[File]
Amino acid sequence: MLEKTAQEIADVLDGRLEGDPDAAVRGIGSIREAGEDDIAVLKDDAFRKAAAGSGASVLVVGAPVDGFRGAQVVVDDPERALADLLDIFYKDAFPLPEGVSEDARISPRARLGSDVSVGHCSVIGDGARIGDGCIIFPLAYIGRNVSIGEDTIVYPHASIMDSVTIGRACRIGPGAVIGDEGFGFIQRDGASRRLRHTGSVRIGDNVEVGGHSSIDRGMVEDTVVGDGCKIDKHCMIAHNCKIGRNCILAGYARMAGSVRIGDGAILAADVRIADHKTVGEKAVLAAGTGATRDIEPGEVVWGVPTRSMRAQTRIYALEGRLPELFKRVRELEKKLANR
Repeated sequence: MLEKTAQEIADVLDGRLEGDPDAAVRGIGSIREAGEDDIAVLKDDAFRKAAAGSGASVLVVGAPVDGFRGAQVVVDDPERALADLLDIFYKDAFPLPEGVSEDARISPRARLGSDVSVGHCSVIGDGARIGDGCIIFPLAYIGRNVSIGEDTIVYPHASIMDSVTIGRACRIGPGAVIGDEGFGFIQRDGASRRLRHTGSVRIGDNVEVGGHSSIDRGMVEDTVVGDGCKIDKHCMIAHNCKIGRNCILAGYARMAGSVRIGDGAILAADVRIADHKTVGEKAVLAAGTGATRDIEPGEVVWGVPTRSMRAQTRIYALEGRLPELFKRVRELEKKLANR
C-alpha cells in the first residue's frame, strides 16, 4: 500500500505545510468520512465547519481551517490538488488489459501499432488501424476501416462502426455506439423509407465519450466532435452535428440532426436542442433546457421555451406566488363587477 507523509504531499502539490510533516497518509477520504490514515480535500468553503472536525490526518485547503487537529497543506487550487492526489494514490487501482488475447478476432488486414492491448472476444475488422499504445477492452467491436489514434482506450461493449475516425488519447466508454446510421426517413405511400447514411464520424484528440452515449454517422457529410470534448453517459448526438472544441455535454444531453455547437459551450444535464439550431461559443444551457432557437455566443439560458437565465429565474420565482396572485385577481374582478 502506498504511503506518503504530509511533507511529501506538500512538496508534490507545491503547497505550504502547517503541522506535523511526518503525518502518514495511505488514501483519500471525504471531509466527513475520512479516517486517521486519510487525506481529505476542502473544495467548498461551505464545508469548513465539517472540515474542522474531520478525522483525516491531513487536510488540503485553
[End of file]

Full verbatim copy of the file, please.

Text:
Amino acid sequence: MLEKTAQEIADVLDGRLEGDPDAAVRGIGSIREAGEDDIAVLKDDAFRKAAAGSGASVLVVGAPVDGFRGAQVVVDDPERALADLLDIFYKDAFPLPEGVSEDARISPRARLGSDVSVGHCSVIGDGARIGDGCIIFPLAYIGRNVSIGEDTIVYPHASIMDSVTIGRACRIGPGAVIGDEGFGFIQRDGASRRLRHTGSVRIGDNVEVGGHSSIDRGMVEDTVVGDGCKIDKHCMIAHNCKIGRNCILAGYARMAGSVRIGDGAILAADVRIADHKTVGEKAVLAAGTGATRDIEPGEVVWGVPTRSMRAQTRIYALEGRLPELFKRVRELEKKLANR
Repeated sequence: MLEKTAQEIADVLDGRLEGDPDAAVRGIGSIREAGEDDIAVLKDDAFRKAAAGSGASVLVVGAPVDGFRGAQVVVDDPERALADLLDIFYKDAFPLPEGVSEDARISPRARLGSDVSVGHCSVIGDGARIGDGCIIFPLAYIGRNVSIGEDTIVYPHASIMDSVTIGRACRIGPGAVIGDEGFGFIQRDGASRRLRHTGSVRIGDNVEVGGHSSIDRGMVEDTVVGDGCKIDKHCMIAHNCKIGRNCILAGYARMAGSVRIGDGAILAADVRIADHKTVGEKAVLAAGTGATRDIEPGEVVWGVPTRSMRAQTRIYALEGRLPELFKRVRELEKKLANR
C-alpha cells in the first residue's frame, strides 16, 4: 500500500505545510468520512465547519481551517490538488488489459501499432488501424476501416462502426455506439423509407465519450466532435452535428440532426436542442433546457421555451406566488363587477 507523509504531499502539490510533516497518509477520504490514515480535500468553503472536525490526518485547503487537529497543506487550487492526489494514490487501482488475447478476432488486414492491448472476444475488422499504445477492452467491436489514434482506450461493449475516425488519447466508454446510421426517413405511400447514411464520424484528440452515449454517422457529410470534448453517459448526438472544441455535454444531453455547437459551450444535464439550431461559443444551457432557437455566443439560458437565465429565474420565482396572485385577481374582478 502506498504511503506518503504530509511533507511529501506538500512538496508534490507545491503547497505550504502547517503541522506535523511526518503525518502518514495511505488514501483519500471525504471531509466527513475520512479516517486517521486519510487525506481529505476542502473544495467548498461551505464545508469548513465539517472540515474542522474531520478525522483525516491531513487536510488540503485553